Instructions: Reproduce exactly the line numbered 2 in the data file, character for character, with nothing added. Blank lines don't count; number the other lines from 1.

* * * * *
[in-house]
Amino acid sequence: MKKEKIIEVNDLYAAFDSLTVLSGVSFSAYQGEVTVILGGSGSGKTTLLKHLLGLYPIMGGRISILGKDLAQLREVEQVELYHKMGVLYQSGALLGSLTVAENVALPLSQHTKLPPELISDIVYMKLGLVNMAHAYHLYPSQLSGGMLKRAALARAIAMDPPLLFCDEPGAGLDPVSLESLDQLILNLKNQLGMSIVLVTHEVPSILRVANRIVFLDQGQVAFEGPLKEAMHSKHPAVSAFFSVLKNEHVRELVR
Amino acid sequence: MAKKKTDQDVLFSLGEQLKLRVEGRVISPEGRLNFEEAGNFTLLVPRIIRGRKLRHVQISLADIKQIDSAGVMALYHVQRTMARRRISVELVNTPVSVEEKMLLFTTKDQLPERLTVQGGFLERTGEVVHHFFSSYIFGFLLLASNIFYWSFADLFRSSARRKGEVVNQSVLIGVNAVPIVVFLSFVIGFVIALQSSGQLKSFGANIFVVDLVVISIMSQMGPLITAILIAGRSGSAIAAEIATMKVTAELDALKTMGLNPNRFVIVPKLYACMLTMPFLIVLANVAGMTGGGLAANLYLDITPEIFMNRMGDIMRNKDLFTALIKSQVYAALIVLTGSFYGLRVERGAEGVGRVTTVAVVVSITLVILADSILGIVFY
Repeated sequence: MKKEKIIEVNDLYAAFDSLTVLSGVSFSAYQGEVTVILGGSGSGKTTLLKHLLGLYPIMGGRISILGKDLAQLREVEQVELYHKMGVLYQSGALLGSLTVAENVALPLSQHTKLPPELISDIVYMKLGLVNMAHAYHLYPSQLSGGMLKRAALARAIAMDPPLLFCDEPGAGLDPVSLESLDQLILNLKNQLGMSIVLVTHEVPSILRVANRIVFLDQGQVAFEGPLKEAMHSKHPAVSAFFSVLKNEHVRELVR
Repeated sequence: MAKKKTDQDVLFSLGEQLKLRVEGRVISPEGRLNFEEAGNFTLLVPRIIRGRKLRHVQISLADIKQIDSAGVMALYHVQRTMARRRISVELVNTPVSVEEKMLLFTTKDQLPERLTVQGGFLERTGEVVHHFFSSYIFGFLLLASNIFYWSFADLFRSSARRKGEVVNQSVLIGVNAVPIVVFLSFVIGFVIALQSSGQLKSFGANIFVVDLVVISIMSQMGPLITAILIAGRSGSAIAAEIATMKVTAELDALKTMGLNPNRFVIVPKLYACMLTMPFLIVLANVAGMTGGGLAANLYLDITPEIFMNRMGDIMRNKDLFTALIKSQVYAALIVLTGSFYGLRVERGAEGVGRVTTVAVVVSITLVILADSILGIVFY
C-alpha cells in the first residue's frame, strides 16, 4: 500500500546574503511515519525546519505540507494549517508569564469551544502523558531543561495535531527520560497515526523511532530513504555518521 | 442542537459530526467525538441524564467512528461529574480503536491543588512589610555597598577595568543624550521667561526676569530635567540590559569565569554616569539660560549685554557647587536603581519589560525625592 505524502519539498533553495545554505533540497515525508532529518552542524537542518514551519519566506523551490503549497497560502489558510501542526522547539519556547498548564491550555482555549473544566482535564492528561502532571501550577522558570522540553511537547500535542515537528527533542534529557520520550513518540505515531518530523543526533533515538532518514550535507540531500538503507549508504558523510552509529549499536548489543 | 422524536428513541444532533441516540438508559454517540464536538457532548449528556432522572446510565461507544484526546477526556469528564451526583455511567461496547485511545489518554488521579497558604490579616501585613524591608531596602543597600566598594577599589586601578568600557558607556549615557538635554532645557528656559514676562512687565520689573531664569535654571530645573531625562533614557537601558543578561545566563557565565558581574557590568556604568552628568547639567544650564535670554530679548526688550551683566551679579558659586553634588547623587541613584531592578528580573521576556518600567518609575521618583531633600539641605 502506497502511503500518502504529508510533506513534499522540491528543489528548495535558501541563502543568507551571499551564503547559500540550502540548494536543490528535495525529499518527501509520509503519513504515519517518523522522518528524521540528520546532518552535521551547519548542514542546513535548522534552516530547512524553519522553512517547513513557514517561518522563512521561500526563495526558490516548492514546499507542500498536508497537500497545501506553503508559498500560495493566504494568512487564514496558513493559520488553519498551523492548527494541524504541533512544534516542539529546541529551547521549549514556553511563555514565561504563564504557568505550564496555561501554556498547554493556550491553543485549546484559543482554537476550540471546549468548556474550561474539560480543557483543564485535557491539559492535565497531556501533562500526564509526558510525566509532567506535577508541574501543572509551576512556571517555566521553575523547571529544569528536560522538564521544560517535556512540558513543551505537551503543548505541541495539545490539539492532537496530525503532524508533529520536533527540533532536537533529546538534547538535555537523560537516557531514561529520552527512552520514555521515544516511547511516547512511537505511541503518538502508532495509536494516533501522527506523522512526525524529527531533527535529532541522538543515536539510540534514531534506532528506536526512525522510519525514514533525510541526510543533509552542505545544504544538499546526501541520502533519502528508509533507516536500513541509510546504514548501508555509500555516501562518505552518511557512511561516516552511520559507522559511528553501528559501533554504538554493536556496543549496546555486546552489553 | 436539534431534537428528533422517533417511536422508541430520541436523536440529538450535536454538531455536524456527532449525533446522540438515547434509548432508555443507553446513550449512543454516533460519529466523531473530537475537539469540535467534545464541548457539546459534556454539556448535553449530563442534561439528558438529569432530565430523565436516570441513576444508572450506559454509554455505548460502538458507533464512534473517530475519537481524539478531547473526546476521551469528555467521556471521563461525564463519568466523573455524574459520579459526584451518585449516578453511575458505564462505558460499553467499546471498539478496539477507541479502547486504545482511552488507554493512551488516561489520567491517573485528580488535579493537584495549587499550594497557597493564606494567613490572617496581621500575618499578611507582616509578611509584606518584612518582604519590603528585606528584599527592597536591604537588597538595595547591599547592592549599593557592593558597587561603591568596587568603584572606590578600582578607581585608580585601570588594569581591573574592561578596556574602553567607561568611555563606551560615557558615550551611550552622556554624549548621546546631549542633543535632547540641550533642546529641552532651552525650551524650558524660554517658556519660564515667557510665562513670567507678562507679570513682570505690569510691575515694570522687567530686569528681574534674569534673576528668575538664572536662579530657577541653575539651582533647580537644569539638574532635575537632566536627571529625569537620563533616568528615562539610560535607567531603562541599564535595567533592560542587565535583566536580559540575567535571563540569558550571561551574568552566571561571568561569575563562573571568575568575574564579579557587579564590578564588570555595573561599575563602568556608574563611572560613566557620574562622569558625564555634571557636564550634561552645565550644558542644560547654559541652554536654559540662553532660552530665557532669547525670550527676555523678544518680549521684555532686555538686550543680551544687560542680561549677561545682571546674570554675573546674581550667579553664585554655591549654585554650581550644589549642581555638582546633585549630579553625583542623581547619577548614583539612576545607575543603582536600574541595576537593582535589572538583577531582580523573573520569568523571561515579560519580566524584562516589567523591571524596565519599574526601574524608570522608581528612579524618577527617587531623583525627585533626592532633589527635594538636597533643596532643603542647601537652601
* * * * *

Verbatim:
Amino acid sequence: MKKEKIIEVNDLYAAFDSLTVLSGVSFSAYQGEVTVILGGSGSGKTTLLKHLLGLYPIMGGRISILGKDLAQLREVEQVELYHKMGVLYQSGALLGSLTVAENVALPLSQHTKLPPELISDIVYMKLGLVNMAHAYHLYPSQLSGGMLKRAALARAIAMDPPLLFCDEPGAGLDPVSLESLDQLILNLKNQLGMSIVLVTHEVPSILRVANRIVFLDQGQVAFEGPLKEAMHSKHPAVSAFFSVLKNEHVRELVR